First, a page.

We’ve always got something fun cookin’ up over here at the Radavist and recently, Minneapolis-based artist Evan Weselmann reached out asking if we need any illustration work. Once seeing his portfolio, I knew exactly what we could task Evan with. I sent him our Death Valley bike tour photo gallery from 2019 and requested that he take inspiration from that. He delivered an insane graphics package and this illustration is but one tile in his multi-page package. With cooler temps on the way, I thought it’d make sense to ask y’all what you’d like to see from us this fall/winter season. Long sleeve t-shirts? More Nalgenes? You know what products we stock, so let us know what you want and we’ll do our best to deliver. You can ignore the background image, I just wanted to ground the drawing a bit.

We’re all looking forward to the ‘Desert Trip’ capsule collection! Drop us a note in the comments.

Velocio’s New Lisa Congdon Collection and Interview

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Velocio’s New Lisa Congdon Collection and Interview

Lisa Congdon is an artist, who Velocio pinged to design a collection for them. Well, the whole project looks great but their interview and process images really bring it home. It’s always great to read about lesser-known artists in this industry.

There’s a natural connection between the process in cycling and in art. Can you speak about how one might inform the other? Related, you’ve built a successful business from being perseverant and thoughtful, hallmarks of any longtime rider. What drives you in your work?

I think the same drive, discipline and determination required for cycling and other sports are required for art making. I use a lot of sports analogies when I talk about the creative process, because there are so many similarities. You have to not only show up, but you also often have to move/create even when the conditions aren’t perfect or you feel like crap. Some days you feel in the flow, others are a struggle. Practice is at the heart of getting better. Athletics has taught me so much that has moved into my art practice. I get an enormous amount of personal, intrinsic satisfaction from making art, and I know that satisfaction is a result of a lot of hard work that was difficult. And that sense of personal satisfaction is where it begins for me. But there is another layer of sharing my work with an audience, and having other people engage with my work that is also hugely motivating to me.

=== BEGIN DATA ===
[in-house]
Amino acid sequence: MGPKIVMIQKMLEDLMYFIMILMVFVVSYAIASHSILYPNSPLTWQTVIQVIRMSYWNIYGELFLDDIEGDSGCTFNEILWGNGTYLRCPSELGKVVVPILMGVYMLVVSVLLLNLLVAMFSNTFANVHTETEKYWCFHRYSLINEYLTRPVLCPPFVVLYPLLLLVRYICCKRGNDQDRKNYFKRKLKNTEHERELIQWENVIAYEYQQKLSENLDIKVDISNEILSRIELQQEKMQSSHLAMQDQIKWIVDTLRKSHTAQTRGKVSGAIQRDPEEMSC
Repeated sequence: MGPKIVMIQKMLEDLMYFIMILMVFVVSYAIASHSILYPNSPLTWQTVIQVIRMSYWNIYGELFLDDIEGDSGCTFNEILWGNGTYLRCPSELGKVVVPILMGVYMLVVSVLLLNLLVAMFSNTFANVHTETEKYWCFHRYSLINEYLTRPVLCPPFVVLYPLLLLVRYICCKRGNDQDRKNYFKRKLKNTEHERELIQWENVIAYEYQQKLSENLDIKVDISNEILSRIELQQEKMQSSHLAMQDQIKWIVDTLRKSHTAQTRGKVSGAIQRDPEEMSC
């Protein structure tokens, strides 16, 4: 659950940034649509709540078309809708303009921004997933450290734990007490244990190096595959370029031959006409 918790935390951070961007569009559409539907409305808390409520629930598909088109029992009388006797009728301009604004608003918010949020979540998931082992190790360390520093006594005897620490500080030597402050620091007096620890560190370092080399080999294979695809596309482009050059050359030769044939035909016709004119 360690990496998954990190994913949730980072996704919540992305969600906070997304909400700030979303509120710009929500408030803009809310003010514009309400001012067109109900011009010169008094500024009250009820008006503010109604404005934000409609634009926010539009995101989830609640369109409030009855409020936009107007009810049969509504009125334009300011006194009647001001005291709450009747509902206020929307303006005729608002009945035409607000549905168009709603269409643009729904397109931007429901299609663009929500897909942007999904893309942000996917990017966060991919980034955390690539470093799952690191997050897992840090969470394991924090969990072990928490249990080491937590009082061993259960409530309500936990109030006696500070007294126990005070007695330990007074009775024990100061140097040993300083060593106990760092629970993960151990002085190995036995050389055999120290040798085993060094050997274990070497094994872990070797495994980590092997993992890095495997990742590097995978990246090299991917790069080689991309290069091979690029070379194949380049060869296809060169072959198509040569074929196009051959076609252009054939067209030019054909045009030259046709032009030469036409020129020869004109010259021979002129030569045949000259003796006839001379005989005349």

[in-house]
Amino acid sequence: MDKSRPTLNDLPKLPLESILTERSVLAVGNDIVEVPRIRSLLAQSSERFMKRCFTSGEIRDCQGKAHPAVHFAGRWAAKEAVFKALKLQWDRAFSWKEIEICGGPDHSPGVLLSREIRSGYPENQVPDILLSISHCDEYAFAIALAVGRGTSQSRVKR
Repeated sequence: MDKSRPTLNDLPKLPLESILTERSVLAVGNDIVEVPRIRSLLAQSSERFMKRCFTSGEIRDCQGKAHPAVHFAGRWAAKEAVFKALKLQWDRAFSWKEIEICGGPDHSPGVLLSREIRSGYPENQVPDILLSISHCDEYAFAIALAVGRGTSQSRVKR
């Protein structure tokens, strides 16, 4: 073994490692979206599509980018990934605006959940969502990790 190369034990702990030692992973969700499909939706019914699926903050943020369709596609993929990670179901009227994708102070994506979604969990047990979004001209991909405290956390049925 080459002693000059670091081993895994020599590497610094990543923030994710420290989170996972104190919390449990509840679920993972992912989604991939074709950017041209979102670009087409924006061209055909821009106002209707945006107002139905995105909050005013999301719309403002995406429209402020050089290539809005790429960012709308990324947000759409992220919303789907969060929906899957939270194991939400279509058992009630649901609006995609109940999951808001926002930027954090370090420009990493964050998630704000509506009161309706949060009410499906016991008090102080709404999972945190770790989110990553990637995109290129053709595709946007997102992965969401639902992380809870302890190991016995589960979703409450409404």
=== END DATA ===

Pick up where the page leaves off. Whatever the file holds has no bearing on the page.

Head to Velocio to see more!

Concrete Road’s Bikepacking Fanzine Number 01

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Concrete Road’s Bikepacking Fanzine Number 01

A few years ago, when I started posting my bikepacking drawings on the net, I called my Instagram “Concrete Road” in reference to my favorite Japanese Anime series. From then on, I was always unsure if this name was supposed to be an alias, a moniker, or just the name of a project. It took a while to develop my story but I’ve determined my pen name will be Tony Concrete and Concrete Road will be the name of my fanzine, all about bikepacking.

WTF Bikexplorers Guiding Principles Poster

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WTF Bikexplorers Guiding Principles Poster

Got extra wall space in your office or bike shop? Or perhaps you would like to gift your LBS/IBD one of these posters as a reminder to the community?

Get a limited edition screen printed poster of the WTF Bikexplorers Guiding Principles as a daily reminder for yourself, friends, family, coworkers, boss, or anyone else who might want to know what WTF is all about.

Proceeds directly support the Cycling Industry Pledge and WTF Bikexplorers programs

Shipping: United States only
Size: 11 x 17”
Material: 100# paper, screenprint
Screenprinted by: Seizure Palace
Printed in: Portland OR
Designer: Molly Sugar

Pick one up at the WTF Bikexplorers webshop today!